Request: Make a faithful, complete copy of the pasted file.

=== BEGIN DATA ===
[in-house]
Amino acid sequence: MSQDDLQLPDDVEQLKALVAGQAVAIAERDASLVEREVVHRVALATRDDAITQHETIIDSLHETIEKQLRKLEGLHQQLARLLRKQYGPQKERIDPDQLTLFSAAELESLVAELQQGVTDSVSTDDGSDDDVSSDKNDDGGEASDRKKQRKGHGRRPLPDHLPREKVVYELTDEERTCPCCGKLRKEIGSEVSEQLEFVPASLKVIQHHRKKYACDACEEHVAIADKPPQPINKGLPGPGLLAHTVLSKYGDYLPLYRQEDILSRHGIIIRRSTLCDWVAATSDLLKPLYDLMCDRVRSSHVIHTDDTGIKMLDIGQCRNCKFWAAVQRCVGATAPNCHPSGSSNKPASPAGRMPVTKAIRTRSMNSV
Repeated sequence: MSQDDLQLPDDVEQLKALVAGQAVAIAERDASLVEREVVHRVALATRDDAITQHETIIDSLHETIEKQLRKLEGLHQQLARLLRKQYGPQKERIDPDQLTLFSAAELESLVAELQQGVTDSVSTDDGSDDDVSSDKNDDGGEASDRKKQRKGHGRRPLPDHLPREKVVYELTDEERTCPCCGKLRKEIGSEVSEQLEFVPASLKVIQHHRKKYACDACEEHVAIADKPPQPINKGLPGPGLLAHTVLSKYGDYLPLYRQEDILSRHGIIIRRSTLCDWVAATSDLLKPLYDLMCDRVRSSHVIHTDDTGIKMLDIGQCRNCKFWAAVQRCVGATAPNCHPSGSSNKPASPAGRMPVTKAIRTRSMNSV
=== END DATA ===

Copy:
[in-house]
Amino acid sequence: MSQDDLQLPDDVEQLKALVAGQAVAIAERDASLVEREVVHRVALATRDDAITQHETIIDSLHETIEKQLRKLEGLHQQLARLLRKQYGPQKERIDPDQLTLFSAAELESLVAELQQGVTDSVSTDDGSDDDVSSDKNDDGGEASDRKKQRKGHGRRPLPDHLPREKVVYELTDEERTCPCCGKLRKEIGSEVSEQLEFVPASLKVIQHHRKKYACDACEEHVAIADKPPQPINKGLPGPGLLAHTVLSKYGDYLPLYRQEDILSRHGIIIRRSTLCDWVAATSDLLKPLYDLMCDRVRSSHVIHTDDTGIKMLDIGQCRNCKFWAAVQRCVGATAPNCHPSGSSNKPASPAGRMPVTKAIRTRSMNSV
Repeated sequence: MSQDDLQLPDDVEQLKALVAGQAVAIAERDASLVEREVVHRVALATRDDAITQHETIIDSLHETIEKQLRKLEGLHQQLARLLRKQYGPQKERIDPDQLTLFSAAELESLVAELQQGVTDSVSTDDGSDDDVSSDKNDDGGEASDRKKQRKGHGRRPLPDHLPREKVVYELTDEERTCPCCGKLRKEIGSEVSEQLEFVPASLKVIQHHRKKYACDACEEHVAIADKPPQPINKGLPGPGLLAHTVLSKYGDYLPLYRQEDILSRHGIIIRRSTLCDWVAATSDLLKPLYDLMCDRVRSSHVIHTDDTGIKMLDIGQCRNCKFWAAVQRCVGATAPNCHPSGSSNKPASPAGRMPVTKAIRTRSMNSV